FUTURE plans to roll-out so-called ‘smart’ motorways along Barnsley’s stretch of the M1 - which were delayed until five years’ worth of data had been collated due to safety concerns - have been ditched due to a lack of public confidence.
South Yorkshire’s current stretch, from junctions 32 to 35a, was set to be extended further as a result of leaders assessing plans for a new junction in Barnsley - 37a - in order to access a development site known as MU1, which is the largest in the council’s local plan blueprint for housing and business growth.
However, while that scheme remains part of the county’s future roads implementation plan, government ministers have announced any new smart motorways will be scrapped.
They have been the subject of criticism since they were rolled out for their lack of emergency stopping areas, leaving vehicles stranded in open lanes of fast-moving traffic.
South Yorkshire Police and Crime Commissioner Dr Alan Billings labelled it as a ‘half victory’ for Barnsley.
“I welcome what has been announced while deeply regretting that it has taken the Prime Minister so long to reach this decision,” he said.
“It is, however, only a partial victory because there is no intention to reinstate the hard shoulder on existing smart motorways, such as the all lane running type we have elsewhere in South Yorkshire.
“Yet it is on the existing smart motorways that we continue to see near misses as well as collisions on a regular basis.
“People have died on this stretch of the M1 locally and three coroners have concluded that the lack of a hard shoulder contributed to their deaths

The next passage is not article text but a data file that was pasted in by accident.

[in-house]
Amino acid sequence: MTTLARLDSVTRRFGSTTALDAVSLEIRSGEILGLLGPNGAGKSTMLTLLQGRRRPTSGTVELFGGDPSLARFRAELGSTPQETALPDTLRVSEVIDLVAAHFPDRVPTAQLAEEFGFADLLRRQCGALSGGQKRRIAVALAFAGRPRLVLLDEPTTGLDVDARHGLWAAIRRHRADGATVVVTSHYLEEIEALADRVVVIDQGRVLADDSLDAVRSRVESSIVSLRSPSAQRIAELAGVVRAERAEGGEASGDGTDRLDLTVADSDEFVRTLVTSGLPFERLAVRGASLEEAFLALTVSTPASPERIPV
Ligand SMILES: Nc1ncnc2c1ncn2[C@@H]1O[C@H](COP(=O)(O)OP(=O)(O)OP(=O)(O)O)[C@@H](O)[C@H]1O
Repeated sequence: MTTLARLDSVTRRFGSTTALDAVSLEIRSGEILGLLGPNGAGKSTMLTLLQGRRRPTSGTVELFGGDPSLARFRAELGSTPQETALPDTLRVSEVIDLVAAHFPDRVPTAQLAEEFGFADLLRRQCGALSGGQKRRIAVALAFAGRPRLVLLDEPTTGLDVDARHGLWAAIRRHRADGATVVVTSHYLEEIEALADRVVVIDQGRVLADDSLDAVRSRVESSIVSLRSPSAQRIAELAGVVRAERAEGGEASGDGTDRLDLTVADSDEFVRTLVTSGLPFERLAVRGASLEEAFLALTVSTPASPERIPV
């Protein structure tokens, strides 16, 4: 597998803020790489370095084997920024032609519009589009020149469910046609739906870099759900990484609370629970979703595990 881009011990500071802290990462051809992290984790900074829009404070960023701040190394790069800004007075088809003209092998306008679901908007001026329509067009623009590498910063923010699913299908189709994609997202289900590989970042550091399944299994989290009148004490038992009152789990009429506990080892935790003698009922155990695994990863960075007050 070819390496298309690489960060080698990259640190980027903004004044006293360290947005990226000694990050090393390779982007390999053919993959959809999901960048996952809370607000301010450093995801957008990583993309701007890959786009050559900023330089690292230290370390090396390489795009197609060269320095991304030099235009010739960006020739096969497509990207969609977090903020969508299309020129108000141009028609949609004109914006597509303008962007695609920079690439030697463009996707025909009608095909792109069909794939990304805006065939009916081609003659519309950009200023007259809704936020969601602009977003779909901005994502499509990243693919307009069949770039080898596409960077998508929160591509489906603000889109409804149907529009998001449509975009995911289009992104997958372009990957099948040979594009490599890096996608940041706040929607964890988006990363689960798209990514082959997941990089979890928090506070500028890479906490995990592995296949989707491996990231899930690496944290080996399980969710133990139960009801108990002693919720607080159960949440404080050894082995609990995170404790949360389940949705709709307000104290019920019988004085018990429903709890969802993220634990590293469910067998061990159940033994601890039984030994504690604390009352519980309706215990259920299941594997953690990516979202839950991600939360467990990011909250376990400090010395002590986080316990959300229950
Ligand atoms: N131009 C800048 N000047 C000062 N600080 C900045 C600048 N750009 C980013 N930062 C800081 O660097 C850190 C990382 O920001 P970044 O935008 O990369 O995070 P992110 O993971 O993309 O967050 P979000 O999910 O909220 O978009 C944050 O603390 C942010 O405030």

“This decision does nothing to change this situation.
“The government needs to reflect on the illogicality of the position it has now put itself in.
“If, as the government now believes, there are issues about the safety of smart motorways, then those safety concerns apply as much to existing smart motorways as to any new ones.
“The government believes that existing smart motorways will be made safer by increasing the number of emergency refuges.
“We have been here before - why not save the cost and disruption this will entail and simply restore the nearside live running lane as a permanent hard shoulder?
“The government seems to blunder from one expensive mistake to another.
“I remain firmly of the view that having people breakdown or stop for whatever reason in a live lane is inherently dangerous.”
Dr Billings - who initially refused to back a smart motorway roll-out to Barnsley - believes motorists are reluctant to use the inside lane in case they encounter a stranded vehicle.
He added: “If there is a collision and traffic comes to a halt, a smart motorway presents a huge challenge for recovery workers when there is no hard shoulder to drive along and they have to navigate through stationary vehicles.
“HGV drivers have told me how hazardous it is trying to navigate around stationary vehicles in a live lane.
“I welcome the government’s decision to review the safety of smart motorways, but continue to urge them to abandon the scheme altogether.
“We should be designing dangers out of roads, not building them in.”